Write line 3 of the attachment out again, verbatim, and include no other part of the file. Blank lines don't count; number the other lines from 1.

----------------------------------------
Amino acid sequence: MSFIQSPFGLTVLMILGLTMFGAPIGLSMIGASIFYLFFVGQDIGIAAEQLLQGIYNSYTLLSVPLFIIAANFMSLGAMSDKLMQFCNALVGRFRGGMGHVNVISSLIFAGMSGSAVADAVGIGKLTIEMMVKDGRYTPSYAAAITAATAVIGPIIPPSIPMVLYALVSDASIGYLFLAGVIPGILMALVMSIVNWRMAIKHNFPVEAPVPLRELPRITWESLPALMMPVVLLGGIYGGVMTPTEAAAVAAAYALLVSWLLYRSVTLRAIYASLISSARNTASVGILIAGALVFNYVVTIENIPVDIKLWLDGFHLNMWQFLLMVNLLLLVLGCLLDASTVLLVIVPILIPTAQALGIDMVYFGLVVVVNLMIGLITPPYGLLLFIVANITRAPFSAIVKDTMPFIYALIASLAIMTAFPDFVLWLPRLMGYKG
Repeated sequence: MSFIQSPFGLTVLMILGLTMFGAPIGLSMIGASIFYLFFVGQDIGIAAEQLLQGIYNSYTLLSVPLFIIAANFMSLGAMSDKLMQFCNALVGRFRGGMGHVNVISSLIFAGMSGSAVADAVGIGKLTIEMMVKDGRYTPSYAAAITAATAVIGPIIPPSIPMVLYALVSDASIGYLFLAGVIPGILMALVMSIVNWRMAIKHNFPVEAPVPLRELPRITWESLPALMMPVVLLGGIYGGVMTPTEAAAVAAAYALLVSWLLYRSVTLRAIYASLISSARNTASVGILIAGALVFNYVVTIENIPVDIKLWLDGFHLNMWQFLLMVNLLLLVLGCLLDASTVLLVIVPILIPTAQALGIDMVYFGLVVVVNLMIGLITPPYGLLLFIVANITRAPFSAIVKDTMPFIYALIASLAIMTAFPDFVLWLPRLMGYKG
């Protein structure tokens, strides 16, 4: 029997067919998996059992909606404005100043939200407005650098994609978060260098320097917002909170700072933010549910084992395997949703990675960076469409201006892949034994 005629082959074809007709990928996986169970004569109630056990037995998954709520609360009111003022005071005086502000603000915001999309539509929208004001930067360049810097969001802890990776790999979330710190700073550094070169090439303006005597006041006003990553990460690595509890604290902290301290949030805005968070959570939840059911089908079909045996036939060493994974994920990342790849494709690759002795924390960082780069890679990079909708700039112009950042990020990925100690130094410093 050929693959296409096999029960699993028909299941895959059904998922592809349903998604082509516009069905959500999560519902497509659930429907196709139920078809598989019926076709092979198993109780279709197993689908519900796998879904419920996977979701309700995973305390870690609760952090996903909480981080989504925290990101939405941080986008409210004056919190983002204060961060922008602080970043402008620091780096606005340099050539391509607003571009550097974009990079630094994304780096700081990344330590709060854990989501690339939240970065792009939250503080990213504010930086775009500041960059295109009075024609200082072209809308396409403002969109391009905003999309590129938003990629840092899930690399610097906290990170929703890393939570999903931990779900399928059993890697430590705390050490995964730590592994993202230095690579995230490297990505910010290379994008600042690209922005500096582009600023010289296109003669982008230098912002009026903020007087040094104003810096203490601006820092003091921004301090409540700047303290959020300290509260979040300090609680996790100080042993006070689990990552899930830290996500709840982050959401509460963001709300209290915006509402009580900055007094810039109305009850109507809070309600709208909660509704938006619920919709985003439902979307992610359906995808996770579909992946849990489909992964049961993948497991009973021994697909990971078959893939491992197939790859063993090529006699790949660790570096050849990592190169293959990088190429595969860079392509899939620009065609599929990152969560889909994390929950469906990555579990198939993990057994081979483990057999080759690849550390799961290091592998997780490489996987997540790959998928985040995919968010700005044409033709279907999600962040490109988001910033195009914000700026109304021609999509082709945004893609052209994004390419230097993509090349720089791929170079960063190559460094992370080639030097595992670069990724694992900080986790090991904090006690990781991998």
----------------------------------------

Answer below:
């Protein structure tokens, strides 16, 4: 029997067919998996059992909606404005100043939200407005650098994609978060260098320097917002909170700072933010549910084992395997949703990675960076469409201006892949034994 005629082959074809007709990928996986169970004569109630056990037995998954709520609360009111003022005071005086502000603000915001999309539509929208004001930067360049810097969001802890990776790999979330710190700073550094070169090439303006005597006041006003990553990460690595509890604290902290301290949030805005968070959570939840059911089908079909045996036939060493994974994920990342790849494709690759002795924390960082780069890679990079909708700039112009950042990020990925100690130094410093 050929693959296409096999029960699993028909299941895959059904998922592809349903998604082509516009069905959500999560519902497509659930429907196709139920078809598989019926076709092979198993109780279709197993689908519900796998879904419920996977979701309700995973305390870690609760952090996903909480981080989504925290990101939405941080986008409210004056919190983002204060961060922008602080970043402008620091780096606005340099050539391509607003571009550097974009990079630094994304780096700081990344330590709060854990989501690339939240970065792009939250503080990213504010930086775009500041960059295109009075024609200082072209809308396409403002969109391009905003999309590129938003990629840092899930690399610097906290990170929703890393939570999903931990779900399928059993890697430590705390050490995964730590592994993202230095690579995230490297990505910010290379994008600042690209922005500096582009600023010289296109003669982008230098912002009026903020007087040094104003810096203490601006820092003091921004301090409540700047303290959020300290509260979040300090609680996790100080042993006070689990990552899930830290996500709840982050959401509460963001709300209290915006509402009580900055007094810039109305009850109507809070309600709208909660509704938006619920919709985003439902979307992610359906995808996770579909992946849990489909992964049961993948497991009973021994697909990971078959893939491992197939790859063993090529006699790949660790570096050849990592190169293959990088190429595969860079392509899939620009065609599929990152969560889909994390929950469906990555579990198939993990057994081979483990057999080759690849550390799961290091592998997780490489996987997540790959998928985040995919968010700005044409033709279907999600962040490109988001910033195009914000700026109304021609999509082709945004893609052209994004390419230097993509090349720089791929170079960063190559460094992370080639030097595992670069990724694992900080986790090991904090006690990781991998």